Is Bush Counting on Fear to Win?





Elizabeth Bumiller, writing in the NYT (Jan. 25, 2004):

Historically, Americans have not voted out the commander in chief in the middle of war, which helps explain, Democrats say, why Mr. Bush used the grand stage of the State of the Union speech to underline the threat. ("And it is tempting to believe that the danger is behind us. That hope is understandable, comforting and false.") It is also why the president traced the two-year narrative of a war on terror and then rebutted those who questioned, as he put it, "if America is really in a war."

Historians say that Franklin D. Roosevelt would probably not have won a third term in 1940 had there not been the crisis in Europe and Hitler's invasion of France that June. "There were forces on the right who didn't like anything about the New Deal, he had not brought about economic recovery and a lot of people thought he had too much power," Mr. Kennedy said. "There's very little question he owes his third term, and his fourth as well, to the international crisis."

Similarly, in the Civil War election of 1864, Abraham Lincoln survived a challenge by George B. McClellan, the Democratic nominee and the general Lincoln had fired the year before. But it might have been otherwise had not General Sherman captured Atlanta two months before the election, turning Lincoln's fortunes around after a summer of devastating casualties. "Lincoln was elected on a tide of military success," said James M. McPherson, the Civil War historian. "But Lincoln and everybody else acknowledged that if the election had been held in August, it would have gone the other way."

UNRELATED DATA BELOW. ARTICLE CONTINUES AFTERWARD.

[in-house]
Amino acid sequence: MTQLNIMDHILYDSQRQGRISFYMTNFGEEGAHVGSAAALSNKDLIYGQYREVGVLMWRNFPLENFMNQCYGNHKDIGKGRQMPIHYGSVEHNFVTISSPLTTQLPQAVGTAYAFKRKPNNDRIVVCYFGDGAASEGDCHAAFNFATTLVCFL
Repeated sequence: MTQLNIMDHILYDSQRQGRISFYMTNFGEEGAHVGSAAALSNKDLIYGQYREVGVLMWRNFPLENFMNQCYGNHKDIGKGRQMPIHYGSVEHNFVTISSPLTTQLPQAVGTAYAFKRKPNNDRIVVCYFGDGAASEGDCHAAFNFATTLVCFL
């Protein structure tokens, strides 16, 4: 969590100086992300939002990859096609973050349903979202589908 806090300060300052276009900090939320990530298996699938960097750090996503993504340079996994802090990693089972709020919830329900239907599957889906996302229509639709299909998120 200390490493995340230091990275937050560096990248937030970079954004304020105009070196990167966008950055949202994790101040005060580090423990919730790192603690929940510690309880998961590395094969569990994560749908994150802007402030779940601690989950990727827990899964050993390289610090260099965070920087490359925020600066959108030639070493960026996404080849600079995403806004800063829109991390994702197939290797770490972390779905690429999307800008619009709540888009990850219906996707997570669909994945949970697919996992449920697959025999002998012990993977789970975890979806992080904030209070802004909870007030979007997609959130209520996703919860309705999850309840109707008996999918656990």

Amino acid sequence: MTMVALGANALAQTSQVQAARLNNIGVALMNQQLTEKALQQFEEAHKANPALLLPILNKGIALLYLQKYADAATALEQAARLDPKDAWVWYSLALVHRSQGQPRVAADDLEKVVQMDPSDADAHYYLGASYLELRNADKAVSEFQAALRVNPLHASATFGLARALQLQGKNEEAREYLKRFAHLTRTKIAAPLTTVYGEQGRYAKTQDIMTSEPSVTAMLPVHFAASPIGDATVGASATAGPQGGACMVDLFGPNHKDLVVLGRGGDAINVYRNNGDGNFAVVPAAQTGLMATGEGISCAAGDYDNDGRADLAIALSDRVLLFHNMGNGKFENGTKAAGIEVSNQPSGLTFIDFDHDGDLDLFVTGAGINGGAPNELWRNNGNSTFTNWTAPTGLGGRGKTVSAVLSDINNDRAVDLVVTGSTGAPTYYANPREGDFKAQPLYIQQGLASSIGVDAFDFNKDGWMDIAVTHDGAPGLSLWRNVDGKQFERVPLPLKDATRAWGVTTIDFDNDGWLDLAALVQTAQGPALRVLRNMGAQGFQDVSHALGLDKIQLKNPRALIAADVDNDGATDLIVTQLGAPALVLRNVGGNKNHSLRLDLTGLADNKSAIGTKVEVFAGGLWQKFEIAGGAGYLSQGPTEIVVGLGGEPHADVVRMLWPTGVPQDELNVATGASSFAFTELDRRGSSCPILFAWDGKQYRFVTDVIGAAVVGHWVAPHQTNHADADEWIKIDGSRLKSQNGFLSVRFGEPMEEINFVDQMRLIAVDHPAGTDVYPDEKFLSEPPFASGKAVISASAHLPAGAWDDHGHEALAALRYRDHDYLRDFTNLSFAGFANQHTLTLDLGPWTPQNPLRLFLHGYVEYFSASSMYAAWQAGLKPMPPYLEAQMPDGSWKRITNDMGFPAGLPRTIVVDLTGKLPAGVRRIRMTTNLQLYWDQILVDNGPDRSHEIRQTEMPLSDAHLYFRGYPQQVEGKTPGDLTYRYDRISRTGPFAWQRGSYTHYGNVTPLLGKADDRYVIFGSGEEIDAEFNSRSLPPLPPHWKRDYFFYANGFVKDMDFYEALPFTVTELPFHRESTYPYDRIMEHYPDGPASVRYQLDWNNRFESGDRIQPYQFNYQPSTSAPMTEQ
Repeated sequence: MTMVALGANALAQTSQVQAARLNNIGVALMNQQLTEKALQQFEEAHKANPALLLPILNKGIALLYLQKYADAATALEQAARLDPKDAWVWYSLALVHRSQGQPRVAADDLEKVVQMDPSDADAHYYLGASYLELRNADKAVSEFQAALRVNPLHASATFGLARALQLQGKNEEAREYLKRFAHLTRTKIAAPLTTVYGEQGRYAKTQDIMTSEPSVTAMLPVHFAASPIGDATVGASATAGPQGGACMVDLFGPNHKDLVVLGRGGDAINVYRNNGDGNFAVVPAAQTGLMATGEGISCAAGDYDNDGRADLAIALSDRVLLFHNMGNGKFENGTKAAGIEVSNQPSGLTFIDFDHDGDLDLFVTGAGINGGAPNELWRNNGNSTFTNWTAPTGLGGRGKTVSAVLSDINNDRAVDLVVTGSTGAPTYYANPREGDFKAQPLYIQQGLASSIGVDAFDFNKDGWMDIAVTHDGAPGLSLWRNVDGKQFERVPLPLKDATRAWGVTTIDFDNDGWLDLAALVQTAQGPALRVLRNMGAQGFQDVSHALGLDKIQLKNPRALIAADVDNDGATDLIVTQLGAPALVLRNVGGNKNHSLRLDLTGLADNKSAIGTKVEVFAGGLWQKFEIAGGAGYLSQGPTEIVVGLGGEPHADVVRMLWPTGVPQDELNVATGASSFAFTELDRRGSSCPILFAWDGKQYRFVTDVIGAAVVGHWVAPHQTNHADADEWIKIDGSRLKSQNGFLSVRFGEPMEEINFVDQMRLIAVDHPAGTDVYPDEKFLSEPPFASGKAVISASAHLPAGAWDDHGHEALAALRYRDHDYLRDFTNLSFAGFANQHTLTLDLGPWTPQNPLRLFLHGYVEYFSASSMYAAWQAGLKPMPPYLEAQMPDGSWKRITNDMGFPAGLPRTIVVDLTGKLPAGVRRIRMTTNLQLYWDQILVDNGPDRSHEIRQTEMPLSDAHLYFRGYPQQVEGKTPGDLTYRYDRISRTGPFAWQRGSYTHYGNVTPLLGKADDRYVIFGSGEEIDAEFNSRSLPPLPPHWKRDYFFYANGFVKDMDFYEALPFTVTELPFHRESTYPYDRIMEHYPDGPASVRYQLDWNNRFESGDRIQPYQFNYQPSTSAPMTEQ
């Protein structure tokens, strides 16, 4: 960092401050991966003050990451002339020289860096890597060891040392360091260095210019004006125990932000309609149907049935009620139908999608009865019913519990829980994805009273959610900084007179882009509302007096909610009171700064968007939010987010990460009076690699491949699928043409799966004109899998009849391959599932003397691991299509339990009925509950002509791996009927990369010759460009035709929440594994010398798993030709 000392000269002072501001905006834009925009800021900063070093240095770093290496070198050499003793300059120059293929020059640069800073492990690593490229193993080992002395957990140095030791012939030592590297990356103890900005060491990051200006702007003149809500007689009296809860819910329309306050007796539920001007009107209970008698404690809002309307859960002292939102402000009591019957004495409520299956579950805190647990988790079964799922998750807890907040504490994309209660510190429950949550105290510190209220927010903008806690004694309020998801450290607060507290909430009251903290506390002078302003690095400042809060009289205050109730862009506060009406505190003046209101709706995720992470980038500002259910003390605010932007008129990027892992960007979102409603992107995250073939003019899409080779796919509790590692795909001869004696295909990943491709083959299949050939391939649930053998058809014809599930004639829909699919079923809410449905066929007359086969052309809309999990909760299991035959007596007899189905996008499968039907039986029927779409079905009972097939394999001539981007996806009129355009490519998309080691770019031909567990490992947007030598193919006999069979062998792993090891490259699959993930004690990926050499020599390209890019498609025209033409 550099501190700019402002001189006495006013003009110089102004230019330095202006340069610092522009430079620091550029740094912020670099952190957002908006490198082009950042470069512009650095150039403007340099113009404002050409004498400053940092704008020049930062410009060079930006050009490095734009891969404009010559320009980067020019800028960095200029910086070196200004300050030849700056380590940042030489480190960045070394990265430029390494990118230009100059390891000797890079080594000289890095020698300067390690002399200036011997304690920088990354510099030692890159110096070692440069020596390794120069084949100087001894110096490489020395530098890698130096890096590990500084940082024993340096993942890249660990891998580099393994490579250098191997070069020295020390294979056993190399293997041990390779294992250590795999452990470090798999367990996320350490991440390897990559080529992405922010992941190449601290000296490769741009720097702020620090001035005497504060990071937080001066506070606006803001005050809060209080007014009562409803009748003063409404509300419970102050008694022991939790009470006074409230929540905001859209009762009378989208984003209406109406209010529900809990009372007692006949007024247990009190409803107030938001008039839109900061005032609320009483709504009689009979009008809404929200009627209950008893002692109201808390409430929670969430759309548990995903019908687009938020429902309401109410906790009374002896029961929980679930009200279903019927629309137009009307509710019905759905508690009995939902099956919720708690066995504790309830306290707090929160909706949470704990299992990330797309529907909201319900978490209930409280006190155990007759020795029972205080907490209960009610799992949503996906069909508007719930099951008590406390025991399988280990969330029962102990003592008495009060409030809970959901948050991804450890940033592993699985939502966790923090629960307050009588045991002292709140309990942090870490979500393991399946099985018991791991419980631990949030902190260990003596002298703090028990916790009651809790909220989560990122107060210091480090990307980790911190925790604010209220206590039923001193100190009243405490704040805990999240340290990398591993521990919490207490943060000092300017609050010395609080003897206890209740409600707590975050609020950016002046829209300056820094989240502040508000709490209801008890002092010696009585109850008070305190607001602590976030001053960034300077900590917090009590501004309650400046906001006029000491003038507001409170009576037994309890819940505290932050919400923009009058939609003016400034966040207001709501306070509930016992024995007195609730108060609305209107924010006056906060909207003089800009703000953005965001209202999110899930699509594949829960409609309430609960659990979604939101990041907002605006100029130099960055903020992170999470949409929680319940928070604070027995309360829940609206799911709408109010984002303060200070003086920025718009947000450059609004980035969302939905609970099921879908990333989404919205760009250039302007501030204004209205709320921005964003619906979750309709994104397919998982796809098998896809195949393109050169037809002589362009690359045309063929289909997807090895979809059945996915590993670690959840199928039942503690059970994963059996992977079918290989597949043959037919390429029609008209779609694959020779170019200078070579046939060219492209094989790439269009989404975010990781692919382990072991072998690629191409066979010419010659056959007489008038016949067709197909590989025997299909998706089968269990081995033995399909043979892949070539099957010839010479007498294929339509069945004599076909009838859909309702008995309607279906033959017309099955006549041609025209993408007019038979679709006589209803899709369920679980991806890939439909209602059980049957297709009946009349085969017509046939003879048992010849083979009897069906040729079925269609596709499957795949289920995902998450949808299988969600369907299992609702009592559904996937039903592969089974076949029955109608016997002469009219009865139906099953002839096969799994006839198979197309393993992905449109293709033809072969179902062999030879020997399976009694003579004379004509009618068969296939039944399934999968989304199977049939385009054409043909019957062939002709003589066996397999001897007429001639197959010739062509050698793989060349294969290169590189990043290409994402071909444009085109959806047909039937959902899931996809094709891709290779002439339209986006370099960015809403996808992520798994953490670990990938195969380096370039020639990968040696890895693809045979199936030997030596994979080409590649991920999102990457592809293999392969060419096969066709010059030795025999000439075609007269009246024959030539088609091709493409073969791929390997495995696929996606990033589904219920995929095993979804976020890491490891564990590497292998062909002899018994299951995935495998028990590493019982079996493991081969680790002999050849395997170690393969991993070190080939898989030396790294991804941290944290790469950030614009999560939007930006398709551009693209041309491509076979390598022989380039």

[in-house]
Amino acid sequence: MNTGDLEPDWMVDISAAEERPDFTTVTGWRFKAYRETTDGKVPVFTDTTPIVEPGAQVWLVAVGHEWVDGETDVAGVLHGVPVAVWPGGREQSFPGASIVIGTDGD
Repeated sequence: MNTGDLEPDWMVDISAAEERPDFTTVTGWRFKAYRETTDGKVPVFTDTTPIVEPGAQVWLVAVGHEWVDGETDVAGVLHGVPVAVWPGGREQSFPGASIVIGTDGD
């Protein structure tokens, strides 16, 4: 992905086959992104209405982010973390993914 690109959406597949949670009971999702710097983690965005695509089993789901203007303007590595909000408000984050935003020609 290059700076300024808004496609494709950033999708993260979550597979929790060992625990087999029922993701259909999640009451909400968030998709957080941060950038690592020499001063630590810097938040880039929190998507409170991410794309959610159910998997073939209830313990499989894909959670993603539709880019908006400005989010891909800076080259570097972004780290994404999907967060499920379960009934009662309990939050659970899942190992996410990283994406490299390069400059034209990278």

Of course, unpopular wars have driven some presidents from office, like Lyndon B. Johnson, who chose not to run for re-election in 1968 because of his vulnerabilities over Vietnam. Harry S. Truman was so unpopular in 1952 because of the stalemate in Korea that he might not have won his party's nomination.

It is no surprise that the biggest fear of the current White House, short of another terrorist attack, is that Iraq will implode before the election. Barring that, political analysts say Mr. Bush is wise to wield his most powerful advantage against the opposition. In a New York Times/CBS News poll conducted just before the State of the Union, 68 percent, including majorities of both Democrats and independents, gave Mr. Bush high marks for the campaign against terrorism.


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